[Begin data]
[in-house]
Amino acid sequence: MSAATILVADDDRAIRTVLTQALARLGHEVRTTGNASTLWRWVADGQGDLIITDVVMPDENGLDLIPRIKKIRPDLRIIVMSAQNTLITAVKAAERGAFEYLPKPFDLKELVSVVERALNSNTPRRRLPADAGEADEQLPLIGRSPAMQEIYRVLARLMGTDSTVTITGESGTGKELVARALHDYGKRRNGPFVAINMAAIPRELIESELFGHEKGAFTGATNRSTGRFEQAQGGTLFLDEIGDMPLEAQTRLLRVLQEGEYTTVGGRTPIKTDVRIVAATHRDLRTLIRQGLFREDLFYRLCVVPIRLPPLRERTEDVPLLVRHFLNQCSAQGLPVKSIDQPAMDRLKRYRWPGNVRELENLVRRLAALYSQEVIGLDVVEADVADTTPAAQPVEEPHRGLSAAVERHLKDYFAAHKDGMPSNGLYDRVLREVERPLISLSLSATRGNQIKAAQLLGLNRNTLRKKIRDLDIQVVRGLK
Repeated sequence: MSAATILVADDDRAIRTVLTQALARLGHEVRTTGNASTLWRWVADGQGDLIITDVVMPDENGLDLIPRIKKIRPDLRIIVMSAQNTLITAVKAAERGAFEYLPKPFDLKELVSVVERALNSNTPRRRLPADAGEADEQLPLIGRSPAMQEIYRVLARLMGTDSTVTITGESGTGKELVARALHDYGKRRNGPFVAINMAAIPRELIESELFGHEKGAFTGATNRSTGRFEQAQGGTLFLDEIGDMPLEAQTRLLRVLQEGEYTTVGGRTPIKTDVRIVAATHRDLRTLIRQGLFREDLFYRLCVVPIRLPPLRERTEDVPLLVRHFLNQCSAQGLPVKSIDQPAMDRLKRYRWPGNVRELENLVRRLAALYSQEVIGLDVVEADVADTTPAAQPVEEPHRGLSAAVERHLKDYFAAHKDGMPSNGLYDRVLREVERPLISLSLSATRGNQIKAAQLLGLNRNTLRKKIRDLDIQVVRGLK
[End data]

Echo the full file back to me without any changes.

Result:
[in-house]
Amino acid sequence: MSAATILVADDDRAIRTVLTQALARLGHEVRTTGNASTLWRWVADGQGDLIITDVVMPDENGLDLIPRIKKIRPDLRIIVMSAQNTLITAVKAAERGAFEYLPKPFDLKELVSVVERALNSNTPRRRLPADAGEADEQLPLIGRSPAMQEIYRVLARLMGTDSTVTITGESGTGKELVARALHDYGKRRNGPFVAINMAAIPRELIESELFGHEKGAFTGATNRSTGRFEQAQGGTLFLDEIGDMPLEAQTRLLRVLQEGEYTTVGGRTPIKTDVRIVAATHRDLRTLIRQGLFREDLFYRLCVVPIRLPPLRERTEDVPLLVRHFLNQCSAQGLPVKSIDQPAMDRLKRYRWPGNVRELENLVRRLAALYSQEVIGLDVVEADVADTTPAAQPVEEPHRGLSAAVERHLKDYFAAHKDGMPSNGLYDRVLREVERPLISLSLSATRGNQIKAAQLLGLNRNTLRKKIRDLDIQVVRGLK
Repeated sequence: MSAATILVADDDRAIRTVLTQALARLGHEVRTTGNASTLWRWVADGQGDLIITDVVMPDENGLDLIPRIKKIRPDLRIIVMSAQNTLITAVKAAERGAFEYLPKPFDLKELVSVVERALNSNTPRRRLPADAGEADEQLPLIGRSPAMQEIYRVLARLMGTDSTVTITGESGTGKELVARALHDYGKRRNGPFVAINMAAIPRELIESELFGHEKGAFTGATNRSTGRFEQAQGGTLFLDEIGDMPLEAQTRLLRVLQEGEYTTVGGRTPIKTDVRIVAATHRDLRTLIRQGLFREDLFYRLCVVPIRLPPLRERTEDVPLLVRHFLNQCSAQGLPVKSIDQPAMDRLKRYRWPGNVRELENLVRRLAALYSQEVIGLDVVEADVADTTPAAQPVEEPHRGLSAAVERHLKDYFAAHKDGMPSNGLYDRVLREVERPLISLSLSATRGNQIKAAQLLGLNRNTLRKKIRDLDIQVVRGLK